I was paging through one of those independently published rock magazines that seems to have a few thousand record reviews in it each month and it was making me enormously depressed. The bands blur together on these pages of solid gray blocks of print and merge into a collective anonymity. And when I break out my magnifying glass to read the reviewer’s prose, their desperate attempts to sound singular themselves while dismissively comparing the bands to other more-famous bands or glossing over the bands’ efforts with a hundred words of copy only makes the whole endeavor of making and consuming new music seem that much more pointless. One’s increased access to music can generate this enormous sense of unfulilled responsibility that can result in one’s feeling simply indifferent to all new music, preferring instead to retreat into old classics, or the stuff one listened to in college. One can’t hope to keep up so one simply gives up. These magazines with the scads of reviews are engines of this kind of resignation. Above all else they seem to communicate that you shouldn’t even bother.
I’m ambivalent about reviews in general, since I think the criteria most reviewers apply are irrelevant—idiosyncratically personal, or worse, straining toward some bogus objectivity in reference to canonized works. But much of what makes people enjoy music is the sense that other people are enjoying it and understanding it, that it is communicating feeling among a group of people. (The rest is a sense of nostalgia, enjoying music that reminds you of yourself at some other point in life.) Pop music defines subcultural identity, and it allows listeners to feel as though they have been invited into other cultures they ordinarily feel excluded from. It allows for the illusion of community in the absence of one, like sharing a TV show with millions of anonymous viewers, and having a sense its being talked about, whether in celebrity gossip magazines or at the proverbial water cooler. A review of a record would serve more of a purpose if it tallied what sort of people were listening to it. This is why most people don’t bother reading reviews at all and are content to learn about music from the radio or their friends. Who else is listening to it is at least as important as what it sounds like.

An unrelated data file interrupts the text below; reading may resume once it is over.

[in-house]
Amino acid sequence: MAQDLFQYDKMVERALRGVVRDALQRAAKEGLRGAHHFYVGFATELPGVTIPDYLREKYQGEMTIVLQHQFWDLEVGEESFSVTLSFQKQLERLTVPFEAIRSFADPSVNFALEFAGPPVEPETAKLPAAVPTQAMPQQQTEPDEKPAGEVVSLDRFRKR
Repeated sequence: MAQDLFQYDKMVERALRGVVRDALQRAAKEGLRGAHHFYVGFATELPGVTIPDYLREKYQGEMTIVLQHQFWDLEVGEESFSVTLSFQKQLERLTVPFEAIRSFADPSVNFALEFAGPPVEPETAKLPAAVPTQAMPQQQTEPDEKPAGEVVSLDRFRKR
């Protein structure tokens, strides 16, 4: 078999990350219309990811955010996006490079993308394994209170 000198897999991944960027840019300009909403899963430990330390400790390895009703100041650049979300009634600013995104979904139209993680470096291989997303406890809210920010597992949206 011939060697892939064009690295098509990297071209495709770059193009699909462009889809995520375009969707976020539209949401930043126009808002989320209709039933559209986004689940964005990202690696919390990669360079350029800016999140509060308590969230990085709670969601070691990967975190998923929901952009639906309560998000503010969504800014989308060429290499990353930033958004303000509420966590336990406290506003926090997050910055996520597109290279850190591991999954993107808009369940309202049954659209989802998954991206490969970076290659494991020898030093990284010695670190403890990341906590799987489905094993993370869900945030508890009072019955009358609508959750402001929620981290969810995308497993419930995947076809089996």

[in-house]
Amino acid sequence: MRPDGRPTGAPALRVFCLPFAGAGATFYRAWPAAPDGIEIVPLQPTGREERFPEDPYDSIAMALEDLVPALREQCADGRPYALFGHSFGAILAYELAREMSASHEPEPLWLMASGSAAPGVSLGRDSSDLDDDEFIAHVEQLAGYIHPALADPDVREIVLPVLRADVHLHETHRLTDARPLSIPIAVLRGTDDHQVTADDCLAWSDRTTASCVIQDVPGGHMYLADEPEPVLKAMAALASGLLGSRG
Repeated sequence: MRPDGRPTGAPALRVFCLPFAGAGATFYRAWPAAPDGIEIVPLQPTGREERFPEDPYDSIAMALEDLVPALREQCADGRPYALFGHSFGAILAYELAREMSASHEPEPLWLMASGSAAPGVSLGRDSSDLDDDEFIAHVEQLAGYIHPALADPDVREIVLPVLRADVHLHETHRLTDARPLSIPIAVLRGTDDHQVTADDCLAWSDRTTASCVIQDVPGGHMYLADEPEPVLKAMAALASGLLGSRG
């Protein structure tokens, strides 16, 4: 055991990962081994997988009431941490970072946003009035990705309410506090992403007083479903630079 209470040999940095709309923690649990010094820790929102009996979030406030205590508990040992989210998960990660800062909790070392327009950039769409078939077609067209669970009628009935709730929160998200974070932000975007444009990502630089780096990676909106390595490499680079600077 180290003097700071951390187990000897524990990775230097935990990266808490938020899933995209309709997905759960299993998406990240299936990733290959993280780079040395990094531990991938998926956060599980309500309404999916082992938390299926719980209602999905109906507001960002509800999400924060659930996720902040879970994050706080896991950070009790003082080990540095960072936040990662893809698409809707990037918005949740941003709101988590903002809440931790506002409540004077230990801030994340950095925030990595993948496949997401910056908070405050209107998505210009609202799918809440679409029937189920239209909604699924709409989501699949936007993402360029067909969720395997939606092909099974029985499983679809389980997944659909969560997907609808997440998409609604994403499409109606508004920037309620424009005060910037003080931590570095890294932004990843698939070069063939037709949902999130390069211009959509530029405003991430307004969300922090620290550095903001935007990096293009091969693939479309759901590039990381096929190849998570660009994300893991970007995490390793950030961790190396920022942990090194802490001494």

The sheer amount of music has become akin to the vast number of businesses in our economy, and perhaps what is needed is something akin to a stock screen that filters what’s out there to a list of few names. Perhaps as digitally distributed music catches on, statistical qualifers can be attached to music and different songs can begin to be defined numerically in relation to their audiences. Relational databases like those that serve up Amazon’s recommendations can be leveraged, using iTunes sales data, to produce statistics that can permit one to screen music in terms of genre, audience, regional popularity, longetivity, bass/treble ratio, and so on. You can request songs with the same data profile as one you already like, and have iTunes produce a list for you on your cell phone. You can’t tell me that this isn’t already being beta tested somewhere.
// Moving Pixels
"Spirits of Xanadu wrings emotion and style out of its low fidelity graphics.READ the article